well-dressed gentleman and of those men who believed the historical
texts offered very real and practical advice for contemporary
soldiers who were still expected to wield the lance, bayonet and
sword on the field of battle.

A burgeoning sporting safety equipment industry spurred the renewed
interest in combat sports. Some believe that exposure to classical
Asian martial arts through trade with Japan also influenced this
revival. This interest was often viewed with an eye toward sport, as
in the case of quarterstaff, or merely as a curiosity.

In the late 20th century interest in recovering the martial aspect of
these European martial arts again gained in popularity. Forces behind
the interest and research in this area included: medieval re-enactors
of various philosophies seeking to fight in a more authentic manner;
theatrical fight choreographers wishing to depict more authentic
combat on stage and screen; modern fencers exploring the more
combative roots of their sport; Western practitioners of Eastern
martial arts exploring their own cultural heritage, and to some
degree the public fascination with tales of European-style combat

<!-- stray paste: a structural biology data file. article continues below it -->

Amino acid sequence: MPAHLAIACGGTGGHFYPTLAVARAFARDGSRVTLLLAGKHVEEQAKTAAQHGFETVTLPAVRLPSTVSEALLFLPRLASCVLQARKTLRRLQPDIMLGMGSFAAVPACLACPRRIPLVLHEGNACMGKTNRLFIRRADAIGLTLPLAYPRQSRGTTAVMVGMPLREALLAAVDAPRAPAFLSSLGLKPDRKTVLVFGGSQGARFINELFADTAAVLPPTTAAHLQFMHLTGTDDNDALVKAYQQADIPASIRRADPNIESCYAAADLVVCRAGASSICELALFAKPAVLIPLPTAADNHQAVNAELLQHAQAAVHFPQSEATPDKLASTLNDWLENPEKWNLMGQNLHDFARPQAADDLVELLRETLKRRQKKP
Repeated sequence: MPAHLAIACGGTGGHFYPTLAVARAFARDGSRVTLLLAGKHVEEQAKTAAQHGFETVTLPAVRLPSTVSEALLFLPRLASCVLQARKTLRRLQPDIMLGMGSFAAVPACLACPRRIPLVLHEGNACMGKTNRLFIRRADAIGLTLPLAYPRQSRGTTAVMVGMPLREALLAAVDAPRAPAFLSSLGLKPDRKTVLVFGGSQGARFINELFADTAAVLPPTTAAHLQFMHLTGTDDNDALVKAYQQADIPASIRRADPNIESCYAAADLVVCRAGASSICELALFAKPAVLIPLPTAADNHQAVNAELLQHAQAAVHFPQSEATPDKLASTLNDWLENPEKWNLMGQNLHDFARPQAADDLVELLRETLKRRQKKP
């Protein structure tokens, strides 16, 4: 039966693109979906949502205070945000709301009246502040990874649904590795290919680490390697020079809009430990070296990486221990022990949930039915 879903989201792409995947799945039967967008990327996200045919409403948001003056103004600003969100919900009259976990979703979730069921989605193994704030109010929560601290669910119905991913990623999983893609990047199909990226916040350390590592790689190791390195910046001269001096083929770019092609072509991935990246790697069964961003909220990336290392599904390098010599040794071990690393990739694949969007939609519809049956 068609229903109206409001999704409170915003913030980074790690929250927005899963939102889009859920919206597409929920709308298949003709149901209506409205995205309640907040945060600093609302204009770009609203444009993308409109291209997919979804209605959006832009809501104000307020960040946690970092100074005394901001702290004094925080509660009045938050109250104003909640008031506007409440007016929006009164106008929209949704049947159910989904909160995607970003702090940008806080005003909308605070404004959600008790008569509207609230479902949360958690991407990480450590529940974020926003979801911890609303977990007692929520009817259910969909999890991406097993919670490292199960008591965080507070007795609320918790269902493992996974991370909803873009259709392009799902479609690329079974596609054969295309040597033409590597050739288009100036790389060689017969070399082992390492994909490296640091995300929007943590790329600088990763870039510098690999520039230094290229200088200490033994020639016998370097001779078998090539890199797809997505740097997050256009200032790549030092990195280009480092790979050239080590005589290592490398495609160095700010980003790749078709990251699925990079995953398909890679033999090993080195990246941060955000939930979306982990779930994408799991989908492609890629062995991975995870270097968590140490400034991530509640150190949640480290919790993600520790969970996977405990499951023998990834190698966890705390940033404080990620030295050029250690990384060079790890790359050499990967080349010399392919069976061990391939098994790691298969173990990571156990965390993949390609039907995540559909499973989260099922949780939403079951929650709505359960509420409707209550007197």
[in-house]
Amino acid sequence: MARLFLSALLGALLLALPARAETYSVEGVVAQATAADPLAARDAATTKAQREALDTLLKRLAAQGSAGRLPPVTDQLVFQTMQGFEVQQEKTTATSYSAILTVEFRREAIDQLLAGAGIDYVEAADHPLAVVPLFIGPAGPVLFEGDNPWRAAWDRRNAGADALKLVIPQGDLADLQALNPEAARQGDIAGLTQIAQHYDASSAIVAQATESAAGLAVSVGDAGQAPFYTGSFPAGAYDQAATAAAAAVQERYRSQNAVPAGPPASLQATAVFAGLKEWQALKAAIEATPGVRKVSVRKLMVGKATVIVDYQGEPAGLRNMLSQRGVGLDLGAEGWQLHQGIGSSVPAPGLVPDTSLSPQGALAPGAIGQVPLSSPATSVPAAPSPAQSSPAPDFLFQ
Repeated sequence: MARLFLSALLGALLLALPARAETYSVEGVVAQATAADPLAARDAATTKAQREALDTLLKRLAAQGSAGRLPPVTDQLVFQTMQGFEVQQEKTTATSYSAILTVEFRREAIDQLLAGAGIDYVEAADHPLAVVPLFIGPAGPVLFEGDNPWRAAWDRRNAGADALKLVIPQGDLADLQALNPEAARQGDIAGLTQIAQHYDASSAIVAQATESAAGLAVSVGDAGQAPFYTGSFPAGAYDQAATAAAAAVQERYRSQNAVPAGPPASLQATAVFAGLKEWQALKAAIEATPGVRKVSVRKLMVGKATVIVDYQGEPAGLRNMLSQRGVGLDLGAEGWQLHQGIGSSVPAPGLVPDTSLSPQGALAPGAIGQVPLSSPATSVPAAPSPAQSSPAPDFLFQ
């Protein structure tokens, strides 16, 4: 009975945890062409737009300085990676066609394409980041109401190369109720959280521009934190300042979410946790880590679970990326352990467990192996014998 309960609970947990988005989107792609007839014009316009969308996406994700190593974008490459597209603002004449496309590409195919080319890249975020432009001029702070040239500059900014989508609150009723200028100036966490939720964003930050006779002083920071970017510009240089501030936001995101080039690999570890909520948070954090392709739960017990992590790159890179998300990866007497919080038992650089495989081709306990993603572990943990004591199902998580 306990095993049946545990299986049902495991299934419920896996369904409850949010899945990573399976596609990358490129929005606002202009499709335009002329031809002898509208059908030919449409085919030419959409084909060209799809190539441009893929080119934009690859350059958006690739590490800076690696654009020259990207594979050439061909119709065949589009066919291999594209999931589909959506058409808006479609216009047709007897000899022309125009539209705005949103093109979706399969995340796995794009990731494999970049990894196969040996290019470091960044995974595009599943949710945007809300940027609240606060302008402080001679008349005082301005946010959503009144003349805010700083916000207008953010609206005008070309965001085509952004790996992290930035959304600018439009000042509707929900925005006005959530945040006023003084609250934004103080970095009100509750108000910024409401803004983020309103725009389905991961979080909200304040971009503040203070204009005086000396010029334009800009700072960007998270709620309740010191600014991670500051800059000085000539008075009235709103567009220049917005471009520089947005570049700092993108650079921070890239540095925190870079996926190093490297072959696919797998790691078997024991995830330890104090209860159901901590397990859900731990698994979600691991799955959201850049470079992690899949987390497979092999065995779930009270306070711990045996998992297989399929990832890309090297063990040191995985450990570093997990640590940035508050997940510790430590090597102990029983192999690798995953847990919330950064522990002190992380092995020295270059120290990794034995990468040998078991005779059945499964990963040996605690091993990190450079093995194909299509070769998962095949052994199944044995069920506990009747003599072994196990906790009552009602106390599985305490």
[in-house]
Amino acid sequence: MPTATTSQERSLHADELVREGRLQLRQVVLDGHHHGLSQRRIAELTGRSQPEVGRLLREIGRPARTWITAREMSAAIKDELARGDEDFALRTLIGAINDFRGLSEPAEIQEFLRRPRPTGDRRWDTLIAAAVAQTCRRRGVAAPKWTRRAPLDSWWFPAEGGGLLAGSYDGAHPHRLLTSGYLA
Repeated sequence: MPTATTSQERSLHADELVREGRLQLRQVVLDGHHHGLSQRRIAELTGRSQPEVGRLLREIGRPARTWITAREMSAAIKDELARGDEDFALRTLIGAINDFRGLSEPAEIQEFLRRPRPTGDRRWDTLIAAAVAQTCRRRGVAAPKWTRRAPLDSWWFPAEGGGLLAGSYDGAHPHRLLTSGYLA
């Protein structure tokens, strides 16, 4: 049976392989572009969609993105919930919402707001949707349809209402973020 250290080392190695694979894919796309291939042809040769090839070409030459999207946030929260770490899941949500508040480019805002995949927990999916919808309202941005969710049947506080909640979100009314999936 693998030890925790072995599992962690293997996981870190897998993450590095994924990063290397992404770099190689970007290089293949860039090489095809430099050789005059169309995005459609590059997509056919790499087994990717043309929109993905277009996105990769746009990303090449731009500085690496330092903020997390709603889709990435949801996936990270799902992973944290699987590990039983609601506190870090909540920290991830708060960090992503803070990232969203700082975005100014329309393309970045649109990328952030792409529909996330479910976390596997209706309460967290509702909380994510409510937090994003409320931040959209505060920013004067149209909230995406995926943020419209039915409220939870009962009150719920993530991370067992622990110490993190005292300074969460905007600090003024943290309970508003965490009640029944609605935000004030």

such as those spun by J.R.R. Tolkien or the adventures fancifully
presented in role-playing games such as Dungeons and Dragons (tm) may
have helped pave the way for public interest and acceptance of the
combative value of these arts. Other possible motivations for the
resurgence of interest included: ethnic and nationalistic pride in
cultural heritage; the backlash against religious or spiritual
elements found in some non-Western martial arts; Self Defense; and
as a vehicle for establishing a connection to the past for some who
would otherwise be uninterested in Martial Arts.

There is no accepted "standard" naming convention for these clubs or
the martial arts that they practice. Some examples of school names
include "Fechtbuch Society," "School of Fence/Defence," "Historical
European Martial Arts (HEMA) schools/clubs/study
groups/associations," "Western Martial Arts," "Historical
Swordsmanship," "Academy of Arms," "Classical Fencing," etc. Most
will simply report that they practice "Western Martial Arts." The
trend is to select a name indicative of the focus of the organization
or to select a name that would have been appropriate for the school
during the period studied.


Historical fight manuals provide instruction in both armed and
unarmed combat: standing grappling, striking, ground grappling,
throwing, etc. Weapons instruction found in various manuals include
dagger, longsword, arming sword, spear, quarterstaff, polearm,